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A good use for sycamores. March 31, 2009

Posted by ourfriendben in critters, wit and wisdom.
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Our friend Ben and Silence Dogood may be the only people on earth who think sycamores are ugly. Their leprous trunks with weird bulges all over them make our friend Ben think that some mad scientist combined the genes of a silver maple and an Appaloosa, and the Appaloosa is still trying to get out.

But on Sunday, we finally found a great use for sycamores. We’d gone to a grocery that’s across the road from a huge corporation that has a line of enormous sycamores planted along the road in front of its corporate headquarters. Normally, we try not to look at them. (The rest of the landscape is actually lovely; lots of crabapples and other flowering trees.) But this time, as we waited for the light to change so we could head back home, our friend Ben spotted a Cooper’s hawk flying into the crown of one of the sycamores.

Sure enough, it flew to its nest and began feeding its nestlings. How exciting! Unfortunately, before we knew it, the light had changed and we had to move on. But as we passed the row of sycamores, we counted three more hawks’ nests. Hooray!!!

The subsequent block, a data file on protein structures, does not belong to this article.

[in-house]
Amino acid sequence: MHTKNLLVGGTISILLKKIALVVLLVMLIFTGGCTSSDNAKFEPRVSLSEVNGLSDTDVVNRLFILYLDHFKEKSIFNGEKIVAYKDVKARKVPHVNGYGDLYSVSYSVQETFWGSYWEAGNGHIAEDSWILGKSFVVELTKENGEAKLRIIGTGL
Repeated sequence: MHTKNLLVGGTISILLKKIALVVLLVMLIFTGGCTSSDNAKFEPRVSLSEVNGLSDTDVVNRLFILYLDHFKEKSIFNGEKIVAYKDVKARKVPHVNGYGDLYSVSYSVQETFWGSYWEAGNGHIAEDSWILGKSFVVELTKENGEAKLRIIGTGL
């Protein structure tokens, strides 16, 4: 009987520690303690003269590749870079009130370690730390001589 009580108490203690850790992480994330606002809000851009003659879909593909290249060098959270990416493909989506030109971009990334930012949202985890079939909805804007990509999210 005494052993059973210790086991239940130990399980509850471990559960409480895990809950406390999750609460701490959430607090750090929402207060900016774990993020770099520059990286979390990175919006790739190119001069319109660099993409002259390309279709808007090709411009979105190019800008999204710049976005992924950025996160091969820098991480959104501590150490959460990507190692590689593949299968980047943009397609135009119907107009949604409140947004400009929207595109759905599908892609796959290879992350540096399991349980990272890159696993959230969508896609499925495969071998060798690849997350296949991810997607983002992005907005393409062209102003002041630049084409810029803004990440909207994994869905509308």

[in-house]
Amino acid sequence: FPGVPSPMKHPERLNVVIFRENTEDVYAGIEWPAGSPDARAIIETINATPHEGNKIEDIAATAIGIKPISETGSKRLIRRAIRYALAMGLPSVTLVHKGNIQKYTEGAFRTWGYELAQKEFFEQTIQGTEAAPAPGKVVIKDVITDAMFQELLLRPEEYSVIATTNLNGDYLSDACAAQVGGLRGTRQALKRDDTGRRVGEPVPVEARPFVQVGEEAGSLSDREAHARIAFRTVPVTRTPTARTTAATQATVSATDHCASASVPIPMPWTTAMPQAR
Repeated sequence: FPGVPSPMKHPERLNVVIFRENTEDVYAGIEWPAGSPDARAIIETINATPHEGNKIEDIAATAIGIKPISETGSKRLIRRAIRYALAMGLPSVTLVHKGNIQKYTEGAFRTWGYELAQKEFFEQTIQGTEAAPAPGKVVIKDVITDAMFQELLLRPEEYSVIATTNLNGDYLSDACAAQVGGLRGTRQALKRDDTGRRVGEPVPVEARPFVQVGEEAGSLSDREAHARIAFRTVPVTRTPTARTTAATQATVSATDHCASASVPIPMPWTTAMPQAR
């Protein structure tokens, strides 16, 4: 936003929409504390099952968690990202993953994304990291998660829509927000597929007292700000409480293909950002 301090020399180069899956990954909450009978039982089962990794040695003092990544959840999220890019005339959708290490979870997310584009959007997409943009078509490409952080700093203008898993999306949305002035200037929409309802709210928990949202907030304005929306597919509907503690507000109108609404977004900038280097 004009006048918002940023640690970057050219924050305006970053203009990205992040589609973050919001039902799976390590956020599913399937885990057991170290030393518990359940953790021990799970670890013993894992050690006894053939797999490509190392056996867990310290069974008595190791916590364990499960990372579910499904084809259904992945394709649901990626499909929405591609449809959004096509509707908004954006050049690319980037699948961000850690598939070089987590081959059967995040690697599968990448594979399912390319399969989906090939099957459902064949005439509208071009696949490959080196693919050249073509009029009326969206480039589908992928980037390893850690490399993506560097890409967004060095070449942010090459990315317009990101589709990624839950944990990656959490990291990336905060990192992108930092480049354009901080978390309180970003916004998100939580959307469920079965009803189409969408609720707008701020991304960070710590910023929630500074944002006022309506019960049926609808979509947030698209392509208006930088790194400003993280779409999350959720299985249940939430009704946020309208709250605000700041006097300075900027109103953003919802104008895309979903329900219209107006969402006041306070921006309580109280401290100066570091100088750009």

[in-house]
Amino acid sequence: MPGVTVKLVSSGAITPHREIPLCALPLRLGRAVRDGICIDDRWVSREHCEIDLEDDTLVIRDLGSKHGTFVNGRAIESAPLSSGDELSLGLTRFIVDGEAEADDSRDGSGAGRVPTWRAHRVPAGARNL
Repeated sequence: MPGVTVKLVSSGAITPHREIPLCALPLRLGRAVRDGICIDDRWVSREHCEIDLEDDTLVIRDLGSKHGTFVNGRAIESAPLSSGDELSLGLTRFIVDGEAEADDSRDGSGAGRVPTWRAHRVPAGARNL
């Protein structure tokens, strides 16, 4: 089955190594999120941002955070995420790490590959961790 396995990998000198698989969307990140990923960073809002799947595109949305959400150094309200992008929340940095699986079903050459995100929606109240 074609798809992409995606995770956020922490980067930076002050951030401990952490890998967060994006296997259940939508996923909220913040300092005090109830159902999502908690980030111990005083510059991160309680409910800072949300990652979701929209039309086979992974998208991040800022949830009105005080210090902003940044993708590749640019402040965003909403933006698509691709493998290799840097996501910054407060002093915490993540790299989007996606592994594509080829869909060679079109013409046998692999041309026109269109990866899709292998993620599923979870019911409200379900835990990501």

We’ve been hearing the young redtails screaming for food in the woods across from our rural cottage home, Hawk’s Haven. But to actually see a hawk at its nest was a real treat. It was almost enough to make me forgive the sycamores for looking so revolting. At least they made┬ásturdy platforms for the nests!

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1. lzyjo - March 31, 2009

I have plant terror of certain plants. Sycamore would be one of them and Japanese Knot weed another. I am just so terrified of the way these plants look that I won’t go anywhere near them. I have never seen baby hawks in a nest, that is very exciting!

It was thrilling, lzyjo, and the nest’s just ten minutes from here so we can keep an eye on it. I just hope that, when the fledglings make their first flight attempts, they don’t land in the road! Japanese knotweed and kudzu are both pretty scary.

2. Gail - March 31, 2009

Hey, I love this tree! I think the mottled bark is wonderful! Now I have more reasons to love it…Hawks. Do you think you might come to appreciate its charms! gail

You know, Gail, I was thinking about that this morning, and it occurred to me that if I saw a sycamore in its natural setting, in a mature forest, I might find the pale trunk awesome in the heavy gloom of the forest canopy.


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